One of the main aspects of my playing that I focused on this past year was my technique.  I actually spent a lot of time in this area as I had both wrist and shoulder problems.  My shoulder problems have mostly been solved by using a wider, higher quality strap as well as mainly playing my Lakland Skyline 44-01 as it is my lightest bass.  Wrist problems can be a bit trickier.  I was feeling quite a bit of pain in my left wrist, which forced me to focus on my fretting technique.  Strap height also played a part here as well, but once I started focusing on what I was doing with my left hand and how I was holding and fretting my bass things started to improve.  At this point I am no longer experiencing any wrist pain, but my shoulder does tend to bother me from time to time. Exercise, or the lack there of, may be a contributing factor here as well.

Bass Effects2013 was also the year that I started exploring effects again for the first time in years. Bass effects have come a long way in the last few years and I am slowly starting to build a small pedal board.  For years I was a firm believer in running my bass straight into my amp, no effects, but as of late I have started to change my tune.  I still feel they should be used sparingly, but I am really enjoying playing around with the different sounds I can get.  So far I’ve gotten a Chorus, a Octaver, a Looper and a Compressor and hope to pick up a Fuzz or Overdrive pedal soon.  I also picked up a 5 string bass, which I had previously given up as I never knew what to do with the B string.  Again, after attending Bass Camp and gaining a better understanding of music theory and modes, as well as playing in a cover band every week, I began to realize how useful that B string can be. Now I’m not saying that I am playing my 5 all the time, but I am finding in to be a useful tool.  This is actually the 3rd 5 String I have owned, but it is 34” scale, the other two where 35”.  It may sound weird, but this one just seems more comfortable to play to me. I can’t see how 1” can make such a difference, but somehow, to me, it does.

As I say, music-wise, 2013 was a damn good year for me.  I look forward to attending Roy’s camp again in 2014 and to continuing my studies.  I will endeavor to write more on this blog, it seems likes sometimes I just can’t find the time.  I am getting better at managing my time and accomplishing more in less time, but honestly it is a work in progress.  I found that my sleep was suffering and with everything that has been going on at work I was completely miserable.  Many nights I am faced with the choice of either practicing bass or writing and practicing has been winning out almost every time.  I will definitely continue to write updates in regards to my progress with Teach Me Bass Guitar, and hope to write more consistently.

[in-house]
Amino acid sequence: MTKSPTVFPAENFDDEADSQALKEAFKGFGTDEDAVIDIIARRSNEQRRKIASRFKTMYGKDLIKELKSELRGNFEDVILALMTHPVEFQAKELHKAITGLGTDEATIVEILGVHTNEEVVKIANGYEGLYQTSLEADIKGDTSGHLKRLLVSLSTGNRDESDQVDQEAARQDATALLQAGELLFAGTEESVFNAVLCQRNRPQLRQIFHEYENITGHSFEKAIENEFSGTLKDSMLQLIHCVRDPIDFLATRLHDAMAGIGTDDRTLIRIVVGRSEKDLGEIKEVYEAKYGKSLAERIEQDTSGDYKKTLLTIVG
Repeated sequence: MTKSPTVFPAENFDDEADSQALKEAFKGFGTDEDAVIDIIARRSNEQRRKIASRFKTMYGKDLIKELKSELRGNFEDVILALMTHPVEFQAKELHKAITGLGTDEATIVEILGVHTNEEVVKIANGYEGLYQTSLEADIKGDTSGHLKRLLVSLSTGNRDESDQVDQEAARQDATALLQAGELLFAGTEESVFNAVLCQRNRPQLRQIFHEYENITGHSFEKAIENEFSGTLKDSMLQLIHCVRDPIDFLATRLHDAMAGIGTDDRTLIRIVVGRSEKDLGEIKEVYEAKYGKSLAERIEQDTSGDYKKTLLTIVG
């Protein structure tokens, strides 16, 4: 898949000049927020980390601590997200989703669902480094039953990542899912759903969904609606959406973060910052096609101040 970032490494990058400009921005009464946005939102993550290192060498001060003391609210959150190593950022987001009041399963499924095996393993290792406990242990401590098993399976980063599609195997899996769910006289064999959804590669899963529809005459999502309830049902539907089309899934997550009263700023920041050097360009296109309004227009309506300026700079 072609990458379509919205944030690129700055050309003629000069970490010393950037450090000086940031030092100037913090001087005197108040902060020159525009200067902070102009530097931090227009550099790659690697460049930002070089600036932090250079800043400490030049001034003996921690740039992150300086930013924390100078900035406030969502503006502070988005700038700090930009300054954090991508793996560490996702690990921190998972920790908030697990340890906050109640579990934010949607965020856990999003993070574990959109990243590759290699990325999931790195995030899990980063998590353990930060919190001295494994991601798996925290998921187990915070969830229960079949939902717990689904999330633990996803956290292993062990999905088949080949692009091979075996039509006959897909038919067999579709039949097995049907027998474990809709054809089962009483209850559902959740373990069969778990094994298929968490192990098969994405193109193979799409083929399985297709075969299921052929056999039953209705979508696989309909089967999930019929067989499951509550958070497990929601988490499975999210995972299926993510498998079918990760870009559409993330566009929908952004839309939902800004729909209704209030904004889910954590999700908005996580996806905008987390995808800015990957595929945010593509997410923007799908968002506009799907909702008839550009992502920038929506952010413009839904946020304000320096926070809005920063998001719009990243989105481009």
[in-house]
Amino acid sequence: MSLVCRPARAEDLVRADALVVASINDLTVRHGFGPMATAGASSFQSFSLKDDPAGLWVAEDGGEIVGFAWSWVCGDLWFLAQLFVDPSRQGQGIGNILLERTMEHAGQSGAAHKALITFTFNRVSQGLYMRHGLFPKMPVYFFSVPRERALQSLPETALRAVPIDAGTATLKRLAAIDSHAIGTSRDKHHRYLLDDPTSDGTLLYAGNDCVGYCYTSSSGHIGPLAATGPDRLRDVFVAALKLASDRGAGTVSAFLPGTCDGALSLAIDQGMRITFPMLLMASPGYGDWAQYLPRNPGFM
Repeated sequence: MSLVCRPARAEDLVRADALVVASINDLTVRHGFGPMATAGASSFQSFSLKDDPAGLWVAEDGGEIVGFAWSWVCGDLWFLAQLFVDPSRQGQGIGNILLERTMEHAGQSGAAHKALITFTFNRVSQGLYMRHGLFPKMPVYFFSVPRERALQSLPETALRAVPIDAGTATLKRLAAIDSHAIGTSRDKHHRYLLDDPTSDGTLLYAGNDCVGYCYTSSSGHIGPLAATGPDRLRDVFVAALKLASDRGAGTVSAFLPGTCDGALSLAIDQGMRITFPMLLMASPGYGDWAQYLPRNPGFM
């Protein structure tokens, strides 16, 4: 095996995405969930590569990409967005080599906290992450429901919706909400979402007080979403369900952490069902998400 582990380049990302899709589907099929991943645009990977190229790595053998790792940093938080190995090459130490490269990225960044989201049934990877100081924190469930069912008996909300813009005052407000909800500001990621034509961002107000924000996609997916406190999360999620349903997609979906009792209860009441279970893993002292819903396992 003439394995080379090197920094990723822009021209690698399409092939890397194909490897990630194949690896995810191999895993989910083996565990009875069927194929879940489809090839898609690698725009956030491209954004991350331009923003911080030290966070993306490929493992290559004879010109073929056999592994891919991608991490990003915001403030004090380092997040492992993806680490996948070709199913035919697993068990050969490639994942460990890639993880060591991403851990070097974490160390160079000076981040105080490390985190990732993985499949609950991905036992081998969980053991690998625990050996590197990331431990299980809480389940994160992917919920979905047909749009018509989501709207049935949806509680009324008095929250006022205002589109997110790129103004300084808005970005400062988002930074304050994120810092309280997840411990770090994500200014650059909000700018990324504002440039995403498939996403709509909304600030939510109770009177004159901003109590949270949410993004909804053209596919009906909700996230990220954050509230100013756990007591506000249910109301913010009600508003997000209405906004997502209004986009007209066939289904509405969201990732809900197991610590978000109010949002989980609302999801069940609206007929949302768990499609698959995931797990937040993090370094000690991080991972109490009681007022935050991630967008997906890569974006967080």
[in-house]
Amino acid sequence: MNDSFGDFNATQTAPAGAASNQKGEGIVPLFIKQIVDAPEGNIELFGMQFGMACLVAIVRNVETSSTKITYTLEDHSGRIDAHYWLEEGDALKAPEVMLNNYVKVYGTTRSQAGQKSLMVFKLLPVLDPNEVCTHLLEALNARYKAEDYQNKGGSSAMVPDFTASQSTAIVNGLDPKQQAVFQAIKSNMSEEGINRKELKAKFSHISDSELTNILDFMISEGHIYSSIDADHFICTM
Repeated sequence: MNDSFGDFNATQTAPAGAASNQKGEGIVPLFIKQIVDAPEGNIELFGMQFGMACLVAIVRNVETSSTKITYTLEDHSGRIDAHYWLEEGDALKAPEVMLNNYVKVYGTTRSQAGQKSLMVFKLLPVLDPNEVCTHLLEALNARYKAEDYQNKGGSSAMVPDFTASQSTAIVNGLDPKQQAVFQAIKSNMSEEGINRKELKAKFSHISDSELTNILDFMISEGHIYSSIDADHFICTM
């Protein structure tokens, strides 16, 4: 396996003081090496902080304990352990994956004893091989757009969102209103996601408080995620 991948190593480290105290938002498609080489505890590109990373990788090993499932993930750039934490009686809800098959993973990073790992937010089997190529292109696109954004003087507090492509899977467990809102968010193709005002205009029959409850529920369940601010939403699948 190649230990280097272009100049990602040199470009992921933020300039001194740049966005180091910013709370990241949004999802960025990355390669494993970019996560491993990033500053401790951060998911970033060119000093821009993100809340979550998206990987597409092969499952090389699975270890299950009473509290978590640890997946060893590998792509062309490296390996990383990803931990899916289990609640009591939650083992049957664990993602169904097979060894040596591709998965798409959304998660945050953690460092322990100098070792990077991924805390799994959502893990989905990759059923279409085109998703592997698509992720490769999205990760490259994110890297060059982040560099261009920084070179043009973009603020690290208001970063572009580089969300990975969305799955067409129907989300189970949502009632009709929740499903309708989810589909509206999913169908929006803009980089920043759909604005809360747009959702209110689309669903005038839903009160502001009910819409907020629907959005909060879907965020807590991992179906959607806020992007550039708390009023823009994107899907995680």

Here’s hoping that 2014 is a fantastic year!  As always, thank you for reading.  I hope to interact with more of you in the coming year.



Stu Hamm FBBC

The Wisdom of Jeff Berlin


Jeff_Berlin_Clinic-554Jeff Berlin is currently doing a run of clinics at Guitar Center’s throughout the U.S. and I highly recommend you try to catch him if he hits a city near you.  On September 20th I was fortunate enough to catch him in San Jose, Ca.  Berlin’s clinic was a bit different from others I have attended in that, instead of dazzling us with his chops he educated us with his wisdom.  

Berlin claims that you can triple your playing ability in as little as 4 months, if you study the right things.  What are the right things you ask?  Well, first he pointed out that music, unlike pretty much everything else we learn, is typically not learned factually.  We learn how to jam and groove and play songs but not about the factual elements of music.  We need to learn the notes so that we may play what is in our heads effortlessly.  Of course, being Jeff Berlin, he had to reiterate his loathing for the metronome, and I can now understand his point of view a little better.  Berlin says we all have time and groove and that a metronome just gets in our way.  We need to slow down to learn, not try to play things at a fast tempo.  What we need to do is learn the information of music, which is much broader than just learning theory.  We need to learn the notes on our bass, chord tones, harmony, approach notes, walking bass lines, ear training and ultimately learn the mechanics of jazz.  Even if you are not a jazzer, he feels this is the best way to learn the information of music.